Sipes v. MunroAnnotate this Case
697 S.W.2d 905 (1985)
287 Ark. 244
Danny SIPES d/b/a Little Rock Moving Company & Eldredge Williams, Appellants, v. Mollie MUNRO, Appellee.
Supreme Court of Arkansas.
October 28, 1985.
*906 Moses, McClellan & McDermott by: Harry E. McDermott, III, Little Rock, for appellants.
Haley, Polk & Heister, P.A. by: Edward J. Bisno, Little Rock, for appellee.
Appellant, Danny Sipes d/b/a Little Rock Moving Company, owned a fifteen foot bob truck which appellant Eldredge Williams was driving west on Highway 70 on December 10, 1983. At a point described as 20 to 30 minutes east of Hot Springs, Williams realized that he had passed the side road where he should have turned off, and he decided to turn around. It was dark and raining. He turned left into a driveway and then backed out onto the highway in order to turn back toward the east. At this time, appellee, Mollie Munro, was approaching from the east.
Appellee's automobile struck the truck while it was still partially backed across the highway. She testified that the truck had no visible lights and that she could not see it until it was too late to stop. She further testified that it cost her $963.63 to repair the car.
The suit was tried to the court. Appellant Williams was found negligent, and that negligence was imputed to appellant Sipes. Appellee Munro was found to have suffered $963.63 in property damages as a direct result of appellants' negligence. We affirm the decision.
Appellants' first point of appeal is that there was not sufficient evidence of the value of appellee's car, before and after the accident, to sustain the award of $963.63 in damages. Appellee replies that appellants cannot raise the point on appeal since they did not move for a directed verdict at trial. Appellants may raise the point. ARCP Rule 50(e) provides that failure to file a motion for a directed verdict constitutes a waiver of the right to question the sufficiency of the evidence. Rule 50(e), however, applies only to jury trials. In a non-jury trial it is not necessary to move for a directed verdict in order to test the sufficiency of the evidence on appeal. Bass v. Koller, 276 Ark. 93, 632 S.W.2d 410 (1982). While the 1984 amendment to Rule 50(a) specifies the manner of questioning the sufficiency of the evidence in a nonjury trial, that amendment had no effect on the provisions of Rule 50(e).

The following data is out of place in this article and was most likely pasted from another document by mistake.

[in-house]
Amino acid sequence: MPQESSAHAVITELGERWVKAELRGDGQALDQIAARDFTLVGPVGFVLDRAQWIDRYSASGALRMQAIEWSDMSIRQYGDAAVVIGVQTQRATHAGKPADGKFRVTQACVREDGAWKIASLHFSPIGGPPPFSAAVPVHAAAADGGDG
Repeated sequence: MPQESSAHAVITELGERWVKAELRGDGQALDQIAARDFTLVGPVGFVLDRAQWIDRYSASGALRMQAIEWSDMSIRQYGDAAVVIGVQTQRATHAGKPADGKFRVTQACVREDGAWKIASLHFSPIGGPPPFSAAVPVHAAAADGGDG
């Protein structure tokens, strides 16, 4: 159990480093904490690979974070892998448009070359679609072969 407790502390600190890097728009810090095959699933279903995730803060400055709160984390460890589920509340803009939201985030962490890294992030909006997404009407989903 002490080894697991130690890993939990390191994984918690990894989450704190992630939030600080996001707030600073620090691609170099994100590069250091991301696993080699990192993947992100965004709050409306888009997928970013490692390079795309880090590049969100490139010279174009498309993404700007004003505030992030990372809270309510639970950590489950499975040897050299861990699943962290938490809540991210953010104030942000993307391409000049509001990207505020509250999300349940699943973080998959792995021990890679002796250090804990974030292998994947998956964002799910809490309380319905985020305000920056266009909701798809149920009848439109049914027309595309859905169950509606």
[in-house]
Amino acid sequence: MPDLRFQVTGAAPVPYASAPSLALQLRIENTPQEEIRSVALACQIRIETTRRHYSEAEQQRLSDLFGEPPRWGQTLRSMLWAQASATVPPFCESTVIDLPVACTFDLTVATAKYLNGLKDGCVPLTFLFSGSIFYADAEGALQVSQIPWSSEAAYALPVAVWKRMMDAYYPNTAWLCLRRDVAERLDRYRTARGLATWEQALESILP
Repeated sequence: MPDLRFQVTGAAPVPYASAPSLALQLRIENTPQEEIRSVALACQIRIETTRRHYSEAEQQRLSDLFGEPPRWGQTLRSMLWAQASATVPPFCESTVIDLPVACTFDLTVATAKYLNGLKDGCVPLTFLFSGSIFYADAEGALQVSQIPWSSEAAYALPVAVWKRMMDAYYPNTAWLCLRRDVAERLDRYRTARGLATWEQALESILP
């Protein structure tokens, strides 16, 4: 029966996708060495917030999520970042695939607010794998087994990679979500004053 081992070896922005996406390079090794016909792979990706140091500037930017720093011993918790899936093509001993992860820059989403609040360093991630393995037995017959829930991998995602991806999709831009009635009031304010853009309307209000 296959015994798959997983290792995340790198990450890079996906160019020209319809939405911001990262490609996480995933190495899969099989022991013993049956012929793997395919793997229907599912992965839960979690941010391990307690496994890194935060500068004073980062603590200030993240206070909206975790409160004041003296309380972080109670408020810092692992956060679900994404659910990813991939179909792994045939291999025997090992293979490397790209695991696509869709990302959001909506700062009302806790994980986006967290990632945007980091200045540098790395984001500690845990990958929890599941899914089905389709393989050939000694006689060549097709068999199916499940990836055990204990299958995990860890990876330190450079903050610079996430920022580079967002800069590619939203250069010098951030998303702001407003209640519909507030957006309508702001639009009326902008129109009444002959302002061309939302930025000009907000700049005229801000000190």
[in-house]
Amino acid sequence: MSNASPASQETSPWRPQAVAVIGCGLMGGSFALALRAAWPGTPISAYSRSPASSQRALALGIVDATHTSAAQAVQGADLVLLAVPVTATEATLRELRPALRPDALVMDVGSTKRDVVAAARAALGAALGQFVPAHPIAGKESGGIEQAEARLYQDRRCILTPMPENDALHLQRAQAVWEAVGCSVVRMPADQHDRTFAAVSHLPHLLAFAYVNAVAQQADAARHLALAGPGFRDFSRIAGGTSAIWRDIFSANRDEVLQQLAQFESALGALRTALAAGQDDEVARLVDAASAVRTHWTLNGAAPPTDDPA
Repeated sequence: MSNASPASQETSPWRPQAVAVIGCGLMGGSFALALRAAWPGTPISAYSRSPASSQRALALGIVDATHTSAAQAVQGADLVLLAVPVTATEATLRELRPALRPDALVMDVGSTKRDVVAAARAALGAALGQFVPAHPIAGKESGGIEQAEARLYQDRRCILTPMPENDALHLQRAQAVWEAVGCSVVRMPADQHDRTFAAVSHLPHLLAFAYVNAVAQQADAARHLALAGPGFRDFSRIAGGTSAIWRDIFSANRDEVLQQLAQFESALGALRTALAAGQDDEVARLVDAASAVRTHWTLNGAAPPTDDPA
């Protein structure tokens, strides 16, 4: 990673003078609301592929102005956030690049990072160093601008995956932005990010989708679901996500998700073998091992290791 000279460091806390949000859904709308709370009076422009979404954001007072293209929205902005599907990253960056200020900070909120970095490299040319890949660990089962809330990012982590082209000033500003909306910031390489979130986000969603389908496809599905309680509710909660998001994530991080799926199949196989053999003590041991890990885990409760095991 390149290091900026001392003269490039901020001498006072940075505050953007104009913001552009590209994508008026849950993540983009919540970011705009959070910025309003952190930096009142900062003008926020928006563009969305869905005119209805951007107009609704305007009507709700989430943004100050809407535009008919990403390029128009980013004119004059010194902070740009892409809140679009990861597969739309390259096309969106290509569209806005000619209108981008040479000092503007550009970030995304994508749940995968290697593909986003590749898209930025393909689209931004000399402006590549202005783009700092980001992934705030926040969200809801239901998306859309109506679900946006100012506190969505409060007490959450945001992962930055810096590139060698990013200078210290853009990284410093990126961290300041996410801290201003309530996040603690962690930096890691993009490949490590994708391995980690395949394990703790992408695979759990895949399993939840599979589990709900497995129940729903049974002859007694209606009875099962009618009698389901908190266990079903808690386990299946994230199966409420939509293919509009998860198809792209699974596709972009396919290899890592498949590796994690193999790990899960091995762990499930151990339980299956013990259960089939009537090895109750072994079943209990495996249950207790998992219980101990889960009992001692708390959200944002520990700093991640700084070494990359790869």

Even though the point may be raised, it is without merit. Appellee Munro testified that it cost her $963.63 to repair the car as a result of the accident. There was no objection because of an insufficient foundation to testify about reasonableness and causal relationship of the expense. See Bell v. Stafford, 284 Ark. 196, 680 S.W.2d 700 (1984). The measure of damages to automobiles is the difference in the fair market value of the automobile immediately before and immediately after the accident. Ark.Stat.Ann. § 75-919.1 (Repl. 1979); AMI Civil 2d 2226; Daughhetee v. Shipley, 282 Ark. 596, 669 S.W.2d 886 (1984). However, we have long held that, in the absence of other competent proof of market value, the difference in market value before and after the collision may be established by showing the amount paid in good faith for the repairs that were necessitated by the collision. Payne v. Mosley, 204 Ark. 510, 162 S.W.2d 889 (1942); Golenternek v. Kurth, 213 Ark. 643, 212 S.W.2d 14 (1948); and see comment to AMI Civil 2d, 2226. Here, appellee's testimony concerning the amount she paid for repairs necessitated by the collision was sufficient to sustain the award of damages.
Appellants' next argument is that the trial court should have found the appellee guilty of contributory negligence. This argument is also without merit. On appeal *907 in reviewing the sufficiency of the evidence to support a verdict by a trial judge, the appellate court considers the evidence, and all reasonable inferences from that evidence, in the light most favorable to the appellee and affirms unless the trial judge's decision is clearly erroneous. ARCP Rule 52; Wasp Oil, Inc. v. Arkansas Oil & Gas, Inc., 280 Ark. 420, 658 S.W.2d 397 (1983). Here, the evidence, when viewed in the light most favorable to appellee, establishes that appellants' truck was backed onto the highway and was partially blocking appellee's lane of traffic at the time of the collision. It was dark but the appellant had not yet turned on the truck's lights. Appellee, driving slowly, could not see the truck until it was too late to avoid hitting it.
PURTLE, J., not participating.